Can Stress And Anxiety Cause Boils?

can stress and anxiety cause boils

When exam time is near lots of students seem to suffer from painful boils. If you’ve ever had a pimple that grew much bigger than a normal pimple and was very painful to touch and even caused pain in the surrounding skin and tissue, then you might have actually had a boil.

So why do boils become more common around exam time – can stress and anxiety cause boils?

Yes, stress and anxiety can cause boils, in fact sometimes boils are even known as ‘stress boils’. When your body is stressed its immune system is weakened making it more susceptible to infection and less competent at fighting it off. Stress will also cause hormonal changes in your body which can make boils more likely to occur.

So, now that you know that your stress may indeed be causing your boils, you might have a lot of other questions about these painful lumps too, like what they actually are and how to treat them. Let’s find out more.

What Are Stress Boils?

A stress boil is simply a boil that seems to have been brought about by extra stress in your life, but what exactly is a boil?

In the medical world a boil is known as a furuncle, which is simply a pus filled lump that forms under your skin when bacteria has managed to get into and infect one or more of your hair follicles. Simply put, it’s a bacterial infection in your skin that can look quite angry, like a volcano waiting to erupt, and can cause quite a bit of pain.

You might start out thinking you have a pimple coming up but the lump will progressively get bigger – up to the size of around 5 cm or 2 inches. As it fills with pus over a couple of days it will get more and more painful and can actually cause pain all around the area as the skin is stretched.

It will eventually develop a yellow or white tip which will rupture and allow the pus to leak out. Once this happens the pain will disappear as the pressure has been released.

what are stress boils

Why Does Stress Cause Boils?

There are a couple of reasons why stress can be the cause of boils. When you are stressed your immune system will not be functioning as well as it usually does. This means that the bacteria that normally lives on your skin can easily infect your hair follicles without your body fighting it off as well as it normally would.

The other reason your stress might be causing boils to pop up on your skin is because stress can cause hormonal changes within your body. These hormonal changes can make your skin more sensitive and therefore prone to rashes and irritation.

If you’ve got itchy skin, you’re more likely to scratch it, which makes it much easier for the bacteria which normally sits on the outside surface of your skin to penetrate the layers of your skin and cause an infection.

Where Do Stress Boils Appear On The Body?

The most common places for stress boils to appear on your body are your face, neck, armpits, buttocks and shoulders. But they can also appear on your thighs, and I’ve even had them on my chest and lower leg before. Really anywhere on your skin where there are hair follicles is a potential site for a boil.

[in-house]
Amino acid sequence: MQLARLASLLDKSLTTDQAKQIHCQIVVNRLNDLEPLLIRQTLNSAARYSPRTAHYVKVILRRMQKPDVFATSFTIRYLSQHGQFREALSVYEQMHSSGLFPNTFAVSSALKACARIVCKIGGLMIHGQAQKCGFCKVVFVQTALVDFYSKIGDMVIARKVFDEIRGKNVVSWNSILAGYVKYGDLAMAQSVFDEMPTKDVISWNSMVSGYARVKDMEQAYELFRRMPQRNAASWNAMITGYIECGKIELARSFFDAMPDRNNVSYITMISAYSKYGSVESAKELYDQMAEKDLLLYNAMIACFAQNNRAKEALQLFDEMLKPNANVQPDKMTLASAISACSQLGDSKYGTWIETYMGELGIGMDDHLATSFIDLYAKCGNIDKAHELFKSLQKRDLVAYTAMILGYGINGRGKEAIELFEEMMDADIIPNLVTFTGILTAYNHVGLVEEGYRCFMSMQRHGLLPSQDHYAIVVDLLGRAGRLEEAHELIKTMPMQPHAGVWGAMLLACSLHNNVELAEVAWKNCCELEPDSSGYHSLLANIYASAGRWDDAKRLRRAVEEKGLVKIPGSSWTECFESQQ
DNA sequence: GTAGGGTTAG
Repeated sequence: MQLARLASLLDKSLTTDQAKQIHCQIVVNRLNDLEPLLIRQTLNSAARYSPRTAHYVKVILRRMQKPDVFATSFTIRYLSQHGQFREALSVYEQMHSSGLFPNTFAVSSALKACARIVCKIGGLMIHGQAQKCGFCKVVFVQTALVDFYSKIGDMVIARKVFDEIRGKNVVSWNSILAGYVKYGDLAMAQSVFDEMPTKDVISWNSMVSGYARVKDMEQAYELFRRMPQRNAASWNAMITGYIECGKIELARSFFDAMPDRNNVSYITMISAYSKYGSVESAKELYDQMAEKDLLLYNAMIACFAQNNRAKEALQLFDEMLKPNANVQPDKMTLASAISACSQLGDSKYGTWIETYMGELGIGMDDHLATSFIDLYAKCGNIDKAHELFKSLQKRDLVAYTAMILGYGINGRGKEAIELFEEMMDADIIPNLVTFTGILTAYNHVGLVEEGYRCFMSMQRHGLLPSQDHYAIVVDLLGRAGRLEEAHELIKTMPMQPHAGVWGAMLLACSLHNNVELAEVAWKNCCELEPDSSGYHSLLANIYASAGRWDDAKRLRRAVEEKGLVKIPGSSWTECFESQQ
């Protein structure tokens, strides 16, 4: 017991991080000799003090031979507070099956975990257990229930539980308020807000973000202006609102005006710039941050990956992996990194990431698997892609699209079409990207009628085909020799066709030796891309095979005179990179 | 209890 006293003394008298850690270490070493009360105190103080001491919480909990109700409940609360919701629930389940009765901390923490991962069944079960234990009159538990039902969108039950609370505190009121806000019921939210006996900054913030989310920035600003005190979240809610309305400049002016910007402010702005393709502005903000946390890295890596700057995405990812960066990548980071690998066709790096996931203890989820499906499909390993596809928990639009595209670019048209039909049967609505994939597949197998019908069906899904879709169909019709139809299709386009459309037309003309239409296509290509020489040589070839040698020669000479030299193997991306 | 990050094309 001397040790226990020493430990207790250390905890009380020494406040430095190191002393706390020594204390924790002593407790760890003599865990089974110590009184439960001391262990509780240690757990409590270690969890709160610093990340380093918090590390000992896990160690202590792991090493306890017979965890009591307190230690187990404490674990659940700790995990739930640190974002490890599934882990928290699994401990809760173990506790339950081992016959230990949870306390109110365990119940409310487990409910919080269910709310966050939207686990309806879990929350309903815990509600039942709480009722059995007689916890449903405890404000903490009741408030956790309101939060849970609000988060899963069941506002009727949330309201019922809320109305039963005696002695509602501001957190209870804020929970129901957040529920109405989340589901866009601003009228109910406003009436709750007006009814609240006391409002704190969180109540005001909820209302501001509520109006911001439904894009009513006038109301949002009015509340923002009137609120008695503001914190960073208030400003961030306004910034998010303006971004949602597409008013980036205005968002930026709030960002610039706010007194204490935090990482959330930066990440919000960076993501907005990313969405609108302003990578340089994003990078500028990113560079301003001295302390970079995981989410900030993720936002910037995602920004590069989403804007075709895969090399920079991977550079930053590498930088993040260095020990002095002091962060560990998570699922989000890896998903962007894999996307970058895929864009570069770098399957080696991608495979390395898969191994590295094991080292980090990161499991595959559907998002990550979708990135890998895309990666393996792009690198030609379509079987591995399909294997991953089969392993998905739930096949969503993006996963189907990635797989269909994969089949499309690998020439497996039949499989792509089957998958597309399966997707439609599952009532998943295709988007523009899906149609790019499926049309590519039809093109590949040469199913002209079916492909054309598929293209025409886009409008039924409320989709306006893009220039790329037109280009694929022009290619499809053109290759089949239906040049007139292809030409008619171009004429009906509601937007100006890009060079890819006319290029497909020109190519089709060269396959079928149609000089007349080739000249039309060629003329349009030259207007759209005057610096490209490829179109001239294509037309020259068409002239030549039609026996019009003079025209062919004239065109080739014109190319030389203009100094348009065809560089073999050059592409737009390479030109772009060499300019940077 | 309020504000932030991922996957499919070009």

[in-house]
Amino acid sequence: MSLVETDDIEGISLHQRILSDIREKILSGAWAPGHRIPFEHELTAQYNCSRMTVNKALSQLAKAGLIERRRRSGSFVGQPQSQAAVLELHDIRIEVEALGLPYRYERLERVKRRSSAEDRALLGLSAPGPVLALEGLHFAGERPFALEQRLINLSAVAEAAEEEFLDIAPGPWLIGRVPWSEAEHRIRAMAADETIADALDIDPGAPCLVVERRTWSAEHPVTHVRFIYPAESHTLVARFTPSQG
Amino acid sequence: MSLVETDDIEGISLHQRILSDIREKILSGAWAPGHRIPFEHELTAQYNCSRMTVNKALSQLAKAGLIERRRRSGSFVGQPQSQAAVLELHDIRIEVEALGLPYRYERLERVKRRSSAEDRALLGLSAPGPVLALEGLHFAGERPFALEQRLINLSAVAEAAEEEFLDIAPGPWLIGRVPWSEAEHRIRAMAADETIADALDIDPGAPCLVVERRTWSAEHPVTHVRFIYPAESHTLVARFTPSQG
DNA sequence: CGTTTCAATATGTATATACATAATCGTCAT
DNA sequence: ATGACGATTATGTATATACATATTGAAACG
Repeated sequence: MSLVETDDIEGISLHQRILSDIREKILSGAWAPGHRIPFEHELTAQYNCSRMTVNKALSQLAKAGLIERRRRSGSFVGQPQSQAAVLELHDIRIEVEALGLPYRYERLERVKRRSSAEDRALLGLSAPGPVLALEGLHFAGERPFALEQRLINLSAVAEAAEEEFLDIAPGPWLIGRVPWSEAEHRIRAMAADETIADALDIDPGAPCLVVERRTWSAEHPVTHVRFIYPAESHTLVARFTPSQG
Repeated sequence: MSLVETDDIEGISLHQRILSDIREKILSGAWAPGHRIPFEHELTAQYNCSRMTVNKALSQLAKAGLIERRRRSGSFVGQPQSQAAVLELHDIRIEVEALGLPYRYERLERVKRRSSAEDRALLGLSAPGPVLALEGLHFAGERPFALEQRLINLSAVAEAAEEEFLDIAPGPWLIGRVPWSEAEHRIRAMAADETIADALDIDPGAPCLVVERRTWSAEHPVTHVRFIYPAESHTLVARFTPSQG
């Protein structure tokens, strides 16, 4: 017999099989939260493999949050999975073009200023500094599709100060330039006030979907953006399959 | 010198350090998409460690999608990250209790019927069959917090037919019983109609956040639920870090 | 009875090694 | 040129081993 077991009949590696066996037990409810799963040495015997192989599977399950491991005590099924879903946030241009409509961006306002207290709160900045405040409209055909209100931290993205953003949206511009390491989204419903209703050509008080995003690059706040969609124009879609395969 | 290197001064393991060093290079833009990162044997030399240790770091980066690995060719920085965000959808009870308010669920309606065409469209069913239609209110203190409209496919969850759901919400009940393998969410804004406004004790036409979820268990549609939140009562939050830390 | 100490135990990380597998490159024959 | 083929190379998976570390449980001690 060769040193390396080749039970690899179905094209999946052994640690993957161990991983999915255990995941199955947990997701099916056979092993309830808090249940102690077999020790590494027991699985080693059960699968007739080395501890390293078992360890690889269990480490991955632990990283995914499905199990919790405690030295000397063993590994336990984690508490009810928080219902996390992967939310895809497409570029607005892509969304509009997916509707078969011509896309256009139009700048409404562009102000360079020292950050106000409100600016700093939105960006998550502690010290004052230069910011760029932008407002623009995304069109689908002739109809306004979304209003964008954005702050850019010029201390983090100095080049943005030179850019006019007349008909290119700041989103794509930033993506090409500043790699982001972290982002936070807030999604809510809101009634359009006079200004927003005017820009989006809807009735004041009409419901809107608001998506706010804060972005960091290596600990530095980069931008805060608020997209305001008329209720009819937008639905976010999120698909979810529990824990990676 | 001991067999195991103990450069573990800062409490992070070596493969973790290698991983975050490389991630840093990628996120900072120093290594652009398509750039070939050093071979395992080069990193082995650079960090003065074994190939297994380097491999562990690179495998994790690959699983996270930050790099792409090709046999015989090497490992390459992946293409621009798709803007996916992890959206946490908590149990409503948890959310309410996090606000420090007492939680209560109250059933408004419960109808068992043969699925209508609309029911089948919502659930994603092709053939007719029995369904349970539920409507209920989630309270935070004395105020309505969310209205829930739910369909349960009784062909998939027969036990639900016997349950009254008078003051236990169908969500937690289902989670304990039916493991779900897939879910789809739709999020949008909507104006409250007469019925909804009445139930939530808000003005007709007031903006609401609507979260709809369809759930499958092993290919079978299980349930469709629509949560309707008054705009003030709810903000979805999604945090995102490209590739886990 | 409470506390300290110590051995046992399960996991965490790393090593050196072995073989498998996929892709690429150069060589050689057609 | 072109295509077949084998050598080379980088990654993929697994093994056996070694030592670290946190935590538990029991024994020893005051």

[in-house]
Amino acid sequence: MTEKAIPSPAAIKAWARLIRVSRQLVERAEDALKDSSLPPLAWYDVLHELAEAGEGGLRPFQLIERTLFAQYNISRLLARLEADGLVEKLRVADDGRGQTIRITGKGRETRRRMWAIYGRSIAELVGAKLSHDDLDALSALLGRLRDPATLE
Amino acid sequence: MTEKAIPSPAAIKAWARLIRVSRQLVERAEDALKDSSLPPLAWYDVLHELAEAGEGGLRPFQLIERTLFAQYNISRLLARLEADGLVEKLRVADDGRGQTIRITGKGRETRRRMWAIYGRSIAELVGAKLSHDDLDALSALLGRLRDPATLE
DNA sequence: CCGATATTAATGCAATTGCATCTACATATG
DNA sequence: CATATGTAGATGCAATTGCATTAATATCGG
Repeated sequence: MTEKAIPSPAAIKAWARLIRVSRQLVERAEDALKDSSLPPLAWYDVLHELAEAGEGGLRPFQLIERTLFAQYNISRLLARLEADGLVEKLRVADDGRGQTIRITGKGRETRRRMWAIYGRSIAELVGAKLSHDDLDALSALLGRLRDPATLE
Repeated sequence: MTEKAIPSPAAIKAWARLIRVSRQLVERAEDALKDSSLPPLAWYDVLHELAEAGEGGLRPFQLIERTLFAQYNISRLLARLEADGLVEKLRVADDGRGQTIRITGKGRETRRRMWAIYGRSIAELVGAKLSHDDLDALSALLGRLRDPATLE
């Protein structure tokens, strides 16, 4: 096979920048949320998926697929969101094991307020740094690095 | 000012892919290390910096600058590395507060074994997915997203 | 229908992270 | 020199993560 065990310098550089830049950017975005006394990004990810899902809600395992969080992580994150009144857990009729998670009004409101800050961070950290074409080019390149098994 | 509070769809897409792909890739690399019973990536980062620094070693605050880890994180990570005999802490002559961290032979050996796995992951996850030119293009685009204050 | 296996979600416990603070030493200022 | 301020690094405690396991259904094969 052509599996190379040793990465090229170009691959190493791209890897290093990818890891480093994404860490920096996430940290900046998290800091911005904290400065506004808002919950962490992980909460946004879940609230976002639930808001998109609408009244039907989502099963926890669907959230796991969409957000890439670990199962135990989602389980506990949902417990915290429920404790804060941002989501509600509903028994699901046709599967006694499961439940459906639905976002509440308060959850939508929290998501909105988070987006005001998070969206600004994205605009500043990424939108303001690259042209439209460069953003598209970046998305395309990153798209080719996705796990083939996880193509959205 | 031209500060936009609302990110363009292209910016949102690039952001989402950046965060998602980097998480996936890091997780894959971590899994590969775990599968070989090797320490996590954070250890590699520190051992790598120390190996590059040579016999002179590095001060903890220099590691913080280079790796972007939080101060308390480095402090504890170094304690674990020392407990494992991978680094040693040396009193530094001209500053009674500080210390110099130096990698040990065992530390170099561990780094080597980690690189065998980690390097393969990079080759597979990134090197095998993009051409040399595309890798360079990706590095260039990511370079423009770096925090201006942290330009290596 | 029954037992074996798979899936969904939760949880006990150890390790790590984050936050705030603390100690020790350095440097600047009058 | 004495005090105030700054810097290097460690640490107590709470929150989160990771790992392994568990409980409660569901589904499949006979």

Why Do I Get Boils When I’m Stressed?

As explained previously, you are more likely to get boils when you are stressed because your immune system isn’t functioning as well as it should be and because your stress may have induced some hormonal changes making your skin irritable and susceptible to infections. 

why do i get boils when i’m stressed

How To Treat Stress Boils

The first thing to remember when treating boils is to not give into the temptation of squeezing or popping them. Popping a boil yourself can spread the infection and make it worse.

Apply a warm, moist compress (like a clean face washer or bandage) several times a day to help the boil to open and drain naturally. 

Once the boil starts draining naturally, keep applying a clean, moist compress to the area to keep it clean.

If the pain doesn’t ease as it drains, or if it appears as though the infection is spreading, see a doctor.

Also consult a doctor if you have a fever and/or your boil hasn’t healed within two weeks.

If boils continue to recur you should also consider consulting your doctor. 

One way to reduce the likelihood of continued reinfection is to address your stress. Reducing your stress levels will help your immune system to function more efficiently and make you less likely to suffer from the hormonal changes that may be accompanied by boils.

The Stressless Mind program is a great place to start if you’re looking to control the stress levels in your life.

Final Thoughts

Boils, or furuncles, are a painful infection of the skin that can be brought on by stress and anxiety. You can usually manage and treat stress boils at home but if they become a common problem for you, it would be a good idea to address the stress in your life.

We can’t always change our jobs, living arrangements or commitments, but the Stressless Mind program will take you through some simple ways to cope better with the stress and pressure you are feeling, and might just be the first step in getting rid of those pesky stress boils.


  1. Becky Matthews

    I went to Nigeria in March and I was there till May 7 2023 my step daughter gotten a boil on her inner thigh. Few days later I have received a boil on my lower belly then I gotten another one on my other side few days before I left Nigeria I received another boil under my breast what should I do about this

    1. Jillian McDonald

      Hi Becky,

      Boils are quite common when travelling due to the extra stress and unusual conditions we put our bodies in.

      A warm compress can sometimes help ease the pain, but if you’re worried, you should probably have a doctor check it out for you. Here is the recommended treatment for a boil by the Mayo Clinic:

      Good luck, I hope you’re feeling better soon.

      Kind Regards

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